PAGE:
Name: Antonio Brathwaite
Location: Atlanta, GA
Community Connection: Chemistry Faculty
Career: Senior Lecturer
Alma Mater: University of Georgia (Phd)/ Erskine College (BS)
How has your life changed — or not — as a result of COVID-19 closures?
The first week was miserable. However, as the students started to settle in, they began to reach out for assistance. The COVID-19 closures have forced me to slow down and reflect on the current status of my life.
How are you structuring your “work from home” schedule?
When you feel overwhelmed or unfocused, what do you do?
Sleep, think, act.
Talk about a lesson you learned from something that could be categorized as a “failure.”
I did not even receive a phone interview from any of the industry jobs I applied for after finishing my PhD. Proctor and Gamble sent me a rejection email nanoseconds after I submitted my application (yes, I am still bitter about this.) I knew my skill set and talents were best suited for academia. However, I tried to avoid that path because I found the six-figure salaries in industry quite appealing. The lesson – stay in your lane.
How did you find your passion in science? What’s the story behind it?
My passion is helping people. Science is the vehicle that allows me to do this. I found my passion when I relinquished my selfish industry ambitions and embraced my future in academia.
What is a personal activity/hobby that you think complements your scientific skills or vice versa?
Soccer. The game is played using your feet and a round ball and mistakes are inevitable. Soccer helps me to be persistent in the face of disappointment.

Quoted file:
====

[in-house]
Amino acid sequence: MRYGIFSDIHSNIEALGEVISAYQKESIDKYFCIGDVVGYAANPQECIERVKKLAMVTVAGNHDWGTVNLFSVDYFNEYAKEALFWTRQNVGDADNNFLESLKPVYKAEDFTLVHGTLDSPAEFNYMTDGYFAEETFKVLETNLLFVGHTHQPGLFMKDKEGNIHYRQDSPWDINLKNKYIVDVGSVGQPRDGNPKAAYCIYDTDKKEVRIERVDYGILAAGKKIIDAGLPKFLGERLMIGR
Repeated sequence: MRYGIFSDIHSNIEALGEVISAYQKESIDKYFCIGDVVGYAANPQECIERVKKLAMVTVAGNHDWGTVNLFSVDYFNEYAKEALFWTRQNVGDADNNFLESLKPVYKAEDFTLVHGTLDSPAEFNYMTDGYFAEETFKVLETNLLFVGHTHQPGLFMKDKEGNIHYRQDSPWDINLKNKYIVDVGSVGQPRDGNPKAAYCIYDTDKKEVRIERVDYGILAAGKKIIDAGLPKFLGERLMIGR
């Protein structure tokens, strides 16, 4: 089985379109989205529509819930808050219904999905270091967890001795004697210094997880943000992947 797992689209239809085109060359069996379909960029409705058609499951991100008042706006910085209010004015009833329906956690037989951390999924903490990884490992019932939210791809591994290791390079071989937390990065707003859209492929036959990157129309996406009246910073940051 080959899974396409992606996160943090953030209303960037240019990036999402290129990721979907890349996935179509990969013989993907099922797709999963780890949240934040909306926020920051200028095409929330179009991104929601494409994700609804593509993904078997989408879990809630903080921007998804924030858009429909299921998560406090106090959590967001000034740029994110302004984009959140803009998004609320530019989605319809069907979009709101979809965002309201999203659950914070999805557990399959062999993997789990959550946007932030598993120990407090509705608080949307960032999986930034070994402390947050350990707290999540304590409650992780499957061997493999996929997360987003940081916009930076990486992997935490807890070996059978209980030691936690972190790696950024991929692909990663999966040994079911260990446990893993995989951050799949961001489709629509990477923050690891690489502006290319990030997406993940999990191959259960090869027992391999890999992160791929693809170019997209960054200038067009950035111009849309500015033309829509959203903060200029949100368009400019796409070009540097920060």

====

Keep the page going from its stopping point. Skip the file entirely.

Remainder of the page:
What is something that you used to believe, but no longer do?
I used to believe that goals are essential for success. Instead, I now believe that having the right system is essential for success. Focussing on the system instead of the goal is more sustainable because once you achieve your goal, you already have a framework to keep pressing forward. Additionally, in the event that you do not achieve your goal, you can make strategic changes to your system to achieve your desired outcome or pursue another opportunity.
Do you have a system for being productive?
For me, productivity is connected to purpose. My purpose is to help students realize their fullest potential. Accordingly, my students are central to my system. This became painfully obvious during our recent shift to online learning due to the coronavirus pandemic. Although not as effective as in-person interactions, I have been able to maintain some level of productivity by interacting with my students via various communication platforms.
What makes you most excited about your work?
My students! The opportunity to play a part in the success of my students is my biggest source of motivation and excitement.
What has been your favorite paper or result that has come out of your work and why?
My recent paper on the vanadium-mediated trimerization of acetylene to form benzene in the gas phase is my favorite. I collected the experimental data and my former undergraduate research student was running theory on the complexes when she noticed that benzene formation was possible. We had not considered benzene as a reaction product prior to her discovery. This is my favorite paper because the outcome was shaped by the diligence of an undergraduate research student.
What was the biggest challenge you faced in completing your dissertation? What was the biggest factor contributing to your success?
My dissertation was relatively fairly straightforward. I would say the biggest challenge was not having anyone that looked like me to serve as a mentor. That being said, my PhD advisor, Mike Duncan, is the biggest contributing factor to my success. He never questioned my ability, gave me freedom to be creative, and has been a steadfast supporter.
What is the book you’ve given most as gift?
What is your advice to chemistry students?
Find your purpose and develop the courage to pursue it. Also, it is OK to change your mind.
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